Rags could be described as a sequel to Fiddler on the Roof, as it follows a family of immigrants who have left Russia for a new life in America.
First staged in 1986, it failed to find an audience and ran for just four performances. Now, with a revised book, new songs added and old ones reordered, this becomes an intimate tale of dreams, love, loss, and ambition.
Rebecca and her young son David meet Bella en route to the New Country, and they are soon accepted into both Bella’s extended family and into the dressmaking business they run from the living room. A would-be musician, Ben, and an Italian firebrand, Sal, are their friends, but outside their little bubble they feel like outsiders.
Stephen Schwartz has been closely involved in developing this new Rags, which is the first of two of his shows to open in London this year (the other being The Prince of Egypt at the Dominion). In the small-scale setting of Park 200, this transfer from Manchester’s Hope Mill Theatre brings a lost classic back into the mainstream.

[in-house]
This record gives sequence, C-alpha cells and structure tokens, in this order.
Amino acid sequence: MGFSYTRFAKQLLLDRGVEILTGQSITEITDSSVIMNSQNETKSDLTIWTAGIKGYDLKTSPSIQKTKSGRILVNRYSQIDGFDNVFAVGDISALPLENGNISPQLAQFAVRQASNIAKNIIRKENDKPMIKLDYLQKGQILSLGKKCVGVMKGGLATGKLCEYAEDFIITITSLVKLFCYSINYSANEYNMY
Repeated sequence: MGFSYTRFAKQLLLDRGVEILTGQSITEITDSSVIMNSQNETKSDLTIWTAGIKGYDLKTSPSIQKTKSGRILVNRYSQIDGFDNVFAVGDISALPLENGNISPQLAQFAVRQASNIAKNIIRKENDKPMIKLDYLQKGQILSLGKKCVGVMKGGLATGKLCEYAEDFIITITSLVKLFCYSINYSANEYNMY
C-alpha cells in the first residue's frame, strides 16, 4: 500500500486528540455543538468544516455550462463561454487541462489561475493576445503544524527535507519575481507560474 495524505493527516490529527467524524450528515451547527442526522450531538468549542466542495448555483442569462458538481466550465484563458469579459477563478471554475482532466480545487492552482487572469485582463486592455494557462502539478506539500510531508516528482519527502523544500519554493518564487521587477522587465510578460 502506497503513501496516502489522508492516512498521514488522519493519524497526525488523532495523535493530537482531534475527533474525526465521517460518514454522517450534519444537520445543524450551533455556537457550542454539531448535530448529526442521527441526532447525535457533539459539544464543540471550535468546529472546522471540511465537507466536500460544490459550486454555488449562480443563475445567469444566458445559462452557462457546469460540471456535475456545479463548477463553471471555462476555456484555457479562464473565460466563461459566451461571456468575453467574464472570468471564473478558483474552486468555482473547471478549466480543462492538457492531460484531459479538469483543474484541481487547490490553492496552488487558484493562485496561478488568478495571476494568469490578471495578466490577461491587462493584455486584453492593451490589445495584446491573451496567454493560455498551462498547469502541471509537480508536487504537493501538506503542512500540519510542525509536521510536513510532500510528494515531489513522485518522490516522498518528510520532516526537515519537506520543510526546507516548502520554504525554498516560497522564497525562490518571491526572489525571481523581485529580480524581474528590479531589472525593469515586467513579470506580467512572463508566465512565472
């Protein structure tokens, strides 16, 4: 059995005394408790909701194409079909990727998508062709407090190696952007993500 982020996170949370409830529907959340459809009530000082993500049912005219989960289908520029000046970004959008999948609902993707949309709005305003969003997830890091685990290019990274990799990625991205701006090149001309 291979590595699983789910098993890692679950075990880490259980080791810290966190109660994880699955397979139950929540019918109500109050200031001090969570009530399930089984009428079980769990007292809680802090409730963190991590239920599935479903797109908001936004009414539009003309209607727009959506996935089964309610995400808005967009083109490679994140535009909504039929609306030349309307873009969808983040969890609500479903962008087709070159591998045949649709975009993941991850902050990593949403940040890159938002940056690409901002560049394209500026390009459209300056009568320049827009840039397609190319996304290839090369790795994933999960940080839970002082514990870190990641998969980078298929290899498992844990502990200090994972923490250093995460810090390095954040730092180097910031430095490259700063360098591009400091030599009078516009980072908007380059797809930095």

The performances from Carolyn Maitland (Rebecca), Dave Willets (Avram, Bella’s father), Rachel Izen (Rachel), Martha Kirby (Bella), Oisen Nolan-Power (Ben), and Samuel Jones (David) were particularly impressive, and Gregor Donnelly’s set full of stacked suitcases gave the strong impression of the life of a travelling Jew.
Joseph Stein passed away in 2010, but David Thompson has taken the baton from his mentor to create a more coherent story, removing Rebecca’s errant husband from the narrative while retaining the issue of immigrant exploitation.
Charles Strouse’s music and Stephen Schwartz’s lyrics have woven a score which feels old-fashioned but which has many high points, such as the double duet Three Sunny Rooms, the resited Children of the Wind (now a closing hymn of hope), and the ragtime feel of Yankee Boy.
I’m glad I caught Bronagh Lagan’s vibrant production before it closes. It continues at the Park Theatre until 8 February.
Images by Pamela Raith.
LouReviews purchased a discounted ticket to see Rags.